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Your favor of this morning, announcing the unanimous Resolution of the States of Utrecht taken yesterday in favor of American Independence, is just come to hand. I had recieved a few Minutes before a french Gazette of Utrecht, containing the same Article: but I am very happy to recieve it in a more authentick manner from a Gentleman of so distinguished a Reputation for Patriotism. The...
I have received from the hand of one of your Senators in Congress Mr Bingham your public and explicit declaration of your Sentiments and Resolutions, at this important Crisis, in an excellent Address. Although it ought not to be Supposed that young Gentlemen of your Standing should be deeply versed in political disquisitions, because your time has been Spent in the Pursuit of the Elements of...
Yours of June 23d. have received. I believe there is no Danger of an Invasion your Way, but the Designs of the Enemy are uncertain and their Motions a little misterious. Before this Letter is sealed, which will not be till Sunday next, I hope I shall be able to inform you better. I rejoice at your fine Season, and still more at my Brother Cranches Attention to Husbandry. Am very glad he bought...
This is one of my fortunate days. The Post brought me, a Letter from you and another from my Friend and Brother. The particular Account you give me of the Condition of each of the Children is very obliging. I hope the next Post will inform me, that you are all, in a fine Way of Recovery. You say I must tell you of my Health and Situation. As to the latter, my Situation is as far removed from...
This Letter will go by the Hand of the Honourable Samuel Hewes Esqr., one of the Delegates in Congress from North Carolina, from the Month of September 1774, untill 1777. I had the Honour to serve with him upon the naval Committee, who laid the first Foundations, the Corner Stone of an American navy, by fitting to Sea the Alfred, Columbus, Cabott, Andrew Doria, Providence, and several others....
I am not surprized at your Anxiety expressed in your Letter of the 25 th. which I rec d Yesterday. The Conduct of certain Mules has been so gloomy and obstinate for five Months past as to threaten the most dangerous Effects. The Proceedings of Boston N. York & Philadelphia now compared with their intemperate folly last July or August is a curious Specimen of Negotians with foreign Courts &...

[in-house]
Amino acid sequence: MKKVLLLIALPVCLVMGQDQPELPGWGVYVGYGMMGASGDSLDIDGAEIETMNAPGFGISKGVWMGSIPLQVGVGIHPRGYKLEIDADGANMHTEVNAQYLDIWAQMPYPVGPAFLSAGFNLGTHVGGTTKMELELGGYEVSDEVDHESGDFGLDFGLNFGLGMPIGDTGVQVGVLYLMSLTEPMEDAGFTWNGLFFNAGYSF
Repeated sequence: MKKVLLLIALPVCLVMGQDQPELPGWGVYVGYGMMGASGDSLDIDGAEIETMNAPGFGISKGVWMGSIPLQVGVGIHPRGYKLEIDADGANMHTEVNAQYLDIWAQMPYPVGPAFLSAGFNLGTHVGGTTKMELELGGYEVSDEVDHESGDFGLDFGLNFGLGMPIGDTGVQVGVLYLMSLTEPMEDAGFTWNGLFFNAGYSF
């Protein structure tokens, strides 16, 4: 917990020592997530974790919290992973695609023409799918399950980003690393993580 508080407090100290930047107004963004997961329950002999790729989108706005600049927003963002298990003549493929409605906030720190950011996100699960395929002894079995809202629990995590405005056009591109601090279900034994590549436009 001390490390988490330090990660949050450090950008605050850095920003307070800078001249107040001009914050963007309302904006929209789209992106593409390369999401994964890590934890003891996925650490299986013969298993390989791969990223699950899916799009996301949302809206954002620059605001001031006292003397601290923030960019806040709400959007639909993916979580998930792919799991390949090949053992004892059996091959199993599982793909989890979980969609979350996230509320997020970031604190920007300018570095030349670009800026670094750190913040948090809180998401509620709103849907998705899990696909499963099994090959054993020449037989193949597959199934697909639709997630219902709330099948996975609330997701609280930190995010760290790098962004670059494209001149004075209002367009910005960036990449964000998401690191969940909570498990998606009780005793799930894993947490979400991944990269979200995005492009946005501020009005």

I have all along flattered myself with hopes that I might with Propriety have taken Leave of the Senate and returned home, as soon as the Roads might be settled: But such is the critical State of our public Affairs, and I daily hear Such Doctrines Advanced, and Supported by almost and sometimes quite one half of the Senate, that I shall not prevail on myself to abandon my Post. This Day the...
This Morning I received your favour of the 21 st. of January. I am Sure your People do a great deal of Work, So dont be concern’d— I am very well Satisfied with your Agricultural Diary. The venerable Governor made the best Speech he ever made—but the old Leaven ferments a little in it.— I wonder you had not rec d two Letters from Thomas which I inclosed to you. I now inclose you one from M r...
Gen. Warren writes me, that my Farm never looked better, than when he last saw it, and that Mrs. —— was like to outshine all the Farmers. —I wish I could see it.—But I can make Allowances. He knows the Weakness of his Friends Heart and that nothing flatters it more than praises bestowed upon a certain Lady. I am suffering every day for Want of my farm to ramble in.—I have been now for near Ten...
The Judges are now here— Judge Cushing is under the Hands of D r Tate who is Said to have wrought many Cures of Cancers and particularly one for the President. The Judge appears to be under serious apprehensions for something in his Lip which he thinks is a Cancer but his hopes from Tates Prescriptions seem to be lively. M rs Washington is happy in the Company of her three Grand daughters, the...